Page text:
I don’t know about you, but I don’t want to be the kind of person who is constantly disappointed in others because they didn’t live up to my expectations of what I think they should do and be.  Rather, I want to be the kind of person who can notice and appreciate who they are on their own terms, with their unique gifts and perspectives.  Often, they bring things to the table that surprise me and challenge me and force me to re-think my pre-conceived ideas.  But when our hearts and minds are open and ready to receive and appreciate, we see things that move us past our own understanding and expectations, such that we catch a glimpse of something more.

When it comes to our expectations on Jesus and his kingdom, he confounds and challenges us in the same way.  Jesus’ vision for us is simply, “something more.”  Something more than our expectations, something more than our pre-conceived notions, something more than what we are so often willing to settle for.

Growing up in Western New York, I have always been a Buffalo Bills fan from a young age.  I thought there was a direct correlation between the intensity of my prayers for a Bills win and how they actually performed on the field.  When they won, it was obviously because of whatever God and I worked out in my prayers, and when they lost, it was obviously because I just hadn’t prayed hard or long enough.

For several years, my sister and her husband lived in southern Massachusetts.  They live in Hickory, now, but my nephews are still fans of, God bless them, the New England Patriots.  Can you believe it, the Patriots?  Can anything good come out of Foxborough?

So, you can imagine a scenario in which the two teams are playing one another; I am praying for a Bills victory, my nephews are praying for a Patriots victory, but at the end of the day, only one of those prayers is going to be answered.  Does that mean that God was listening to one side and ignoring the other?  Does it mean that God favors one over the other?  Or, does it mean that, in our smallness, we were both praying for things we wanted and desired, without the realization that God’s desire and will was about something more than the outcome of a football game?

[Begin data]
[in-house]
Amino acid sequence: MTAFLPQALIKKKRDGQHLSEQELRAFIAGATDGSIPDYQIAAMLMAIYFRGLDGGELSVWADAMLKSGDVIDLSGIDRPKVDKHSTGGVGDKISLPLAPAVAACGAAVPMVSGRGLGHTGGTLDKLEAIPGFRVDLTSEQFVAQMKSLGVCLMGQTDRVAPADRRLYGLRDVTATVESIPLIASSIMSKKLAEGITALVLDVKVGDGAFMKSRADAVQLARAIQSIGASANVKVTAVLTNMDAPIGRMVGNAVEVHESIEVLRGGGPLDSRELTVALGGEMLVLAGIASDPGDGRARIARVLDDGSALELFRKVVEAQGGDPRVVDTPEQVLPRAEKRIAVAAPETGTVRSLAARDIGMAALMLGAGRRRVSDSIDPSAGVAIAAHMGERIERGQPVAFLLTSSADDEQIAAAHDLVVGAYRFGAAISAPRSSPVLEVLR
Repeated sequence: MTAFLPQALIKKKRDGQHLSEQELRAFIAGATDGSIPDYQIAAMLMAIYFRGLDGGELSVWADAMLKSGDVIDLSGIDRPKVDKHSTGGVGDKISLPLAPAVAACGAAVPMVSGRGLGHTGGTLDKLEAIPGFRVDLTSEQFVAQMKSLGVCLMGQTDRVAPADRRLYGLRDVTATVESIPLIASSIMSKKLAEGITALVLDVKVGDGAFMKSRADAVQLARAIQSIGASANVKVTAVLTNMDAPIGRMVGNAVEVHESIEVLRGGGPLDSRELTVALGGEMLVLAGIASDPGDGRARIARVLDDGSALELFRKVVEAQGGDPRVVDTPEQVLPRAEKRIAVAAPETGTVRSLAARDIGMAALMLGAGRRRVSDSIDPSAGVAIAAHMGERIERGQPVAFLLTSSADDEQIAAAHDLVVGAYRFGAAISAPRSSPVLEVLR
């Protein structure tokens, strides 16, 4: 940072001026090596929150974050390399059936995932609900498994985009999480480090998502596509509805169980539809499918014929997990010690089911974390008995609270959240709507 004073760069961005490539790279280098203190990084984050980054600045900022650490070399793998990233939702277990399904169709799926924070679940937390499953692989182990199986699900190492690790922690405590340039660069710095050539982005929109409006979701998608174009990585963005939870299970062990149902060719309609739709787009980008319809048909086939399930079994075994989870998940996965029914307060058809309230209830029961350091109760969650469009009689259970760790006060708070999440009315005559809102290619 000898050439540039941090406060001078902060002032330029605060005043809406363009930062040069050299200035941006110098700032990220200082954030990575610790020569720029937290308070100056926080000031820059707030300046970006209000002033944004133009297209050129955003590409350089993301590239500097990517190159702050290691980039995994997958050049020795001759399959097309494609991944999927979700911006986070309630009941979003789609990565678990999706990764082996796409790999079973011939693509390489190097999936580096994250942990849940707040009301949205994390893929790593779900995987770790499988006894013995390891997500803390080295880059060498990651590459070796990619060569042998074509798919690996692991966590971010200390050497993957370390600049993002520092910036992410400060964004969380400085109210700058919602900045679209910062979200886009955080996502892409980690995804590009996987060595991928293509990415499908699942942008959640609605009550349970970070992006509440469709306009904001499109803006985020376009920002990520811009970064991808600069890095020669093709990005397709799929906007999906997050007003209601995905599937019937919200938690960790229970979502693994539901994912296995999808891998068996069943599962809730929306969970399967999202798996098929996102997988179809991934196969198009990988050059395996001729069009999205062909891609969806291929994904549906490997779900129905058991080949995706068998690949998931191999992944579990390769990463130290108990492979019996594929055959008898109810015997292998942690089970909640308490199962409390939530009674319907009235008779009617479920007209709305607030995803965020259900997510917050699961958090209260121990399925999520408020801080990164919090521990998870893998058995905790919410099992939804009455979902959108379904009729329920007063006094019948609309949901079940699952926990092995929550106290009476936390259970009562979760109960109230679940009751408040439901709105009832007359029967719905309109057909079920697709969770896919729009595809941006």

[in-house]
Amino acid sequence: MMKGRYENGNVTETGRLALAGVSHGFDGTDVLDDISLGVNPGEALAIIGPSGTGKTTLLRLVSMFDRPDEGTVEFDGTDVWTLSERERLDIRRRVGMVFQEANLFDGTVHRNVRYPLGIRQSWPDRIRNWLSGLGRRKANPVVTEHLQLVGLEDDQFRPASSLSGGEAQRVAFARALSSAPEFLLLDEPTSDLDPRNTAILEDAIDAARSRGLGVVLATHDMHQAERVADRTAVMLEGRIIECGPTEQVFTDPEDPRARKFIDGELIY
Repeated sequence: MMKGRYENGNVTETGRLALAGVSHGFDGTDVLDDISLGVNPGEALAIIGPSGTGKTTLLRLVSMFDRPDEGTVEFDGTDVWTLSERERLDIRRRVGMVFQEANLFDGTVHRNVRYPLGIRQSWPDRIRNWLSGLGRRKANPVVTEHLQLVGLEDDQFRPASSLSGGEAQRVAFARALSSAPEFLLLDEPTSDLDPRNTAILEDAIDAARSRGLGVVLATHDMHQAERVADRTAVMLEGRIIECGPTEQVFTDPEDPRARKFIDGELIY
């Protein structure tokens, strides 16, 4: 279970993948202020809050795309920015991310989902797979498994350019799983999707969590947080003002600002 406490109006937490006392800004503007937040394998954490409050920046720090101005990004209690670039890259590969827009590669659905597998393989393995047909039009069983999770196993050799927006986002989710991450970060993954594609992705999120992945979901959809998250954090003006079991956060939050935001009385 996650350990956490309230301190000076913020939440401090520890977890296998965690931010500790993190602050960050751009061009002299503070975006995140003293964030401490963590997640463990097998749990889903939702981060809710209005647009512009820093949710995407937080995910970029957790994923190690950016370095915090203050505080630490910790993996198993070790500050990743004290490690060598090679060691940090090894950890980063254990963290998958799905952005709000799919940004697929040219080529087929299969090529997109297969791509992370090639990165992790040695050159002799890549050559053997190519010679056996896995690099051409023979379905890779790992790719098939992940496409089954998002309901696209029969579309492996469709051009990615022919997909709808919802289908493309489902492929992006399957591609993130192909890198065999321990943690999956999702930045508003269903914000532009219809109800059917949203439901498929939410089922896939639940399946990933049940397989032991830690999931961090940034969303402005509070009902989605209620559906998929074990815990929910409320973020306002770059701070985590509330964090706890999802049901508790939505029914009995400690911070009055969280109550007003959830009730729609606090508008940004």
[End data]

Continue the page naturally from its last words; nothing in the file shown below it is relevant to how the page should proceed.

Likewise, could it be that the will of God, the kingdom of God, is about something more than our own personal desires and expectations?  Something more than what we want or demand, because Jesus wants more for us than we often want for ourselves.

The way of his kingdom is probably not the way we would choose.  Not what we desire.  Not what we asked for, not what we wanted.  We have trouble recognizing the kingdom of Jesus because it doesn’t look like what we expected. 

As people of faith, we all want God’s kingdom to come.  We pray for it every time we pray the Lord’s Prayer. But we short-circuit who Jesus is when we forget that the resurrected Jesus was first the crucified Jesus.  David Crowder says, “Everybody wants to go to heaven, but nobody wants to die.”  We all want the gain without the pain, we all want to enjoy the benefits without having to pay the costs.

We all want the resurrected Jesus, the ascended to the right hand of God the Father and reigning in glory Jesus.  We want separating-the-sheep-from-the-goats Jesus, riding in on clouds of thunder Jesus, smiting the evil and wicked Jesus – that’s the Jesus we’re all waiting on, glory hallelujah!  Instead, we get the “my kingdom is not of this world” Jesus, the “if it were, my people would be fighting you” Jesus.

We all want Jesus the victorious, Christ the conqueror, and, yes, the story will get there, but we cannot ignore the road it takes in doing so.

There are countless stories from literature and history of kings and queens who would disguise themselves in common clothes and sneak out to mingle among the people.  The ones I admire most are the ones who were trying to gain an understanding of what ordinary people were going through, taking on some of their situation.